An exploratory study comparing the quality of contraceptive counseling provided via telemedicine versus in-person visits

Contraception. 2022 Aug;112:86-92. doi: 10.1016/j.contraception.2022.02.004. Epub 2022 Mar 3.


Objective: Telemedicine for contraceptive services is purported to improve contraceptive access, yet few studies assess the quality of contraceptive counseling provided remotely. We assessed the quality of contraceptive counseling during telemedicine and office visits.

Study design: We conducted a cross-sectional study at Cleveland Clinic Women's Health Institute to compare contraceptive counseling quality between telemedicine (synchronous video) and office visits. We identified eligible patients through ambulatory encounters with primary contraceptive management or counseling ICD-10 codes. Respondents completed a survey assessing demographics, quality of contraceptive counseling, contraceptive method choice, an affinity for technology, and attitudes toward telemedicine. We used the validated Interpersonal Quality of Family Planning (IQFP) scale to assess counseling quality. We used the Wilcoxon rank-sum test, Pearson's chi-square test and Fisher's exact test to compare baseline characteristics.

Results: Of all eligible patients, 110 of 380 (29%) completed the survey. Of those who were successfully contacted by phone or mail, 110 of 201 (55%) completed the survey. The IQFP scores were 'high quality' for 28 of 52 (54%) of telemedicine-visit respondents vs 37 of 58 (64%) of office-visit respondents (p = 0.29). The birth control pill was the most popular method, chosen by 27 of 52 (52%) of telemedicine-visit respondents and 24 of 58 (41%) of office-visit respondents (p = 0.27). Telemedicine respondents identified ease of communication and less scheduling difficulty as factors that promote telemedicine use. Office-visit respondents identified privacy and communication concerns as factors that deter telemedicine use.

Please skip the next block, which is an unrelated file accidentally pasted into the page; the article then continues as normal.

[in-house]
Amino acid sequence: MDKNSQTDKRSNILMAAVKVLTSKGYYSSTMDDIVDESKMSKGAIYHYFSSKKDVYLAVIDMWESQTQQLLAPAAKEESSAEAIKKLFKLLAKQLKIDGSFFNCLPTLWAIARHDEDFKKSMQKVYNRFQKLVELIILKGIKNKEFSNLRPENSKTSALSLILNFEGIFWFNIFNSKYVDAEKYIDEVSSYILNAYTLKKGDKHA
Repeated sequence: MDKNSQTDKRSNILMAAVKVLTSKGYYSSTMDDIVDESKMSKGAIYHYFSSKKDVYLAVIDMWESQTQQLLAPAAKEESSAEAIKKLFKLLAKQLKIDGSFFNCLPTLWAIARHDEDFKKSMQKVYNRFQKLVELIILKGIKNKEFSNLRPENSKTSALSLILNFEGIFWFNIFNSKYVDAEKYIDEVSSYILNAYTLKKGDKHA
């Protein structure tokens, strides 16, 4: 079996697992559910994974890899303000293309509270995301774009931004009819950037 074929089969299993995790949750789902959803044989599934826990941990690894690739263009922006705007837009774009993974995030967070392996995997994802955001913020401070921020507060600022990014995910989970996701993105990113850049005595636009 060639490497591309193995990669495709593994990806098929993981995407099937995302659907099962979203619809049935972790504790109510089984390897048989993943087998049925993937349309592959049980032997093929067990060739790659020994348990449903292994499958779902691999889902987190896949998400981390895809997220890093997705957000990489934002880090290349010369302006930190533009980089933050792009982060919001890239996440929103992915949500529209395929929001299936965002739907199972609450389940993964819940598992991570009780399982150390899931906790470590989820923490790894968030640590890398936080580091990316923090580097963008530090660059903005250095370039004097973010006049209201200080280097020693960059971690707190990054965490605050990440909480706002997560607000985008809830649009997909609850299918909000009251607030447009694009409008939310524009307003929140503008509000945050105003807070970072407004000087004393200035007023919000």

Conclusion: When patients self-select the encounter type, their assessment of the quality of contraceptive counseling among telemedicine and office visits is similar, with no statistically significant differences in the contraceptive method chosen. Results from this single-center study support the integration of telemedicine in contraceptive service provision.

Implications: The quality of contraceptive counseling is similar among telemedicine and office visits. Telemedicine visits for contraceptive counseling should be routinely offered, and existing services should be expanded.

Keywords: Contraceptive counseling; Person-centered care, Shared decision making; Telecontraception; Telemedicine.

MeSH terms

  • Contraceptive Agents
  • Counseling
  • Cross-Sectional Studies
  • Family Planning Services*
  • Female
  • Humans
  • Telemedicine*


  • Contraceptive Agents